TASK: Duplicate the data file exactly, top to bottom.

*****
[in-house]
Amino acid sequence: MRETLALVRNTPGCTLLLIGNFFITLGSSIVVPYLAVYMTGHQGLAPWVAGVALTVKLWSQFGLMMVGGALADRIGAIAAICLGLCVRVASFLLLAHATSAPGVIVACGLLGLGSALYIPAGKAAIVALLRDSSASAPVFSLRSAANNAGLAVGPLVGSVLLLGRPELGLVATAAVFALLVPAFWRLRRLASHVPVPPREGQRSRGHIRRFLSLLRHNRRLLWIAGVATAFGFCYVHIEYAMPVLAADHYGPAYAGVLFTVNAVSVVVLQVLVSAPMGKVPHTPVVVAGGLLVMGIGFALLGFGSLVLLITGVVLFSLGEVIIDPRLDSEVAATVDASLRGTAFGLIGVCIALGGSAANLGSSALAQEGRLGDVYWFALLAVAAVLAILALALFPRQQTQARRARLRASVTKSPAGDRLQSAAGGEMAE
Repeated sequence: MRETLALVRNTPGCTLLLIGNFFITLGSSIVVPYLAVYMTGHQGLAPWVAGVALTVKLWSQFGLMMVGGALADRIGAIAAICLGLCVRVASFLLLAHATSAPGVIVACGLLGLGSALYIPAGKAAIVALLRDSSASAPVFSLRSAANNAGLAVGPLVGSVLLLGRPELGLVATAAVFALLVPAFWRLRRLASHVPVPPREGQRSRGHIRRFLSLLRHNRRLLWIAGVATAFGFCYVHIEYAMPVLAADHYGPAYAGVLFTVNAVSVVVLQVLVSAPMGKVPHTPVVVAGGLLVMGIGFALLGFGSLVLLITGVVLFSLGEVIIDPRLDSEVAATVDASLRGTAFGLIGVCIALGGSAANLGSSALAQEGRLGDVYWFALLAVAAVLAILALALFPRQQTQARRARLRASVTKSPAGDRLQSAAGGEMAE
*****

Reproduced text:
[in-house]
Amino acid sequence: MRETLALVRNTPGCTLLLIGNFFITLGSSIVVPYLAVYMTGHQGLAPWVAGVALTVKLWSQFGLMMVGGALADRIGAIAAICLGLCVRVASFLLLAHATSAPGVIVACGLLGLGSALYIPAGKAAIVALLRDSSASAPVFSLRSAANNAGLAVGPLVGSVLLLGRPELGLVATAAVFALLVPAFWRLRRLASHVPVPPREGQRSRGHIRRFLSLLRHNRRLLWIAGVATAFGFCYVHIEYAMPVLAADHYGPAYAGVLFTVNAVSVVVLQVLVSAPMGKVPHTPVVVAGGLLVMGIGFALLGFGSLVLLITGVVLFSLGEVIIDPRLDSEVAATVDASLRGTAFGLIGVCIALGGSAANLGSSALAQEGRLGDVYWFALLAVAAVLAILALALFPRQQTQARRARLRASVTKSPAGDRLQSAAGGEMAE
Repeated sequence: MRETLALVRNTPGCTLLLIGNFFITLGSSIVVPYLAVYMTGHQGLAPWVAGVALTVKLWSQFGLMMVGGALADRIGAIAAICLGLCVRVASFLLLAHATSAPGVIVACGLLGLGSALYIPAGKAAIVALLRDSSASAPVFSLRSAANNAGLAVGPLVGSVLLLGRPELGLVATAAVFALLVPAFWRLRRLASHVPVPPREGQRSRGHIRRFLSLLRHNRRLLWIAGVATAFGFCYVHIEYAMPVLAADHYGPAYAGVLFTVNAVSVVVLQVLVSAPMGKVPHTPVVVAGGLLVMGIGFALLGFGSLVLLITGVVLFSLGEVIIDPRLDSEVAATVDASLRGTAFGLIGVCIALGGSAANLGSSALAQEGRLGDVYWFALLAVAAVLAILALALFPRQQTQARRARLRASVTKSPAGDRLQSAAGGEMAE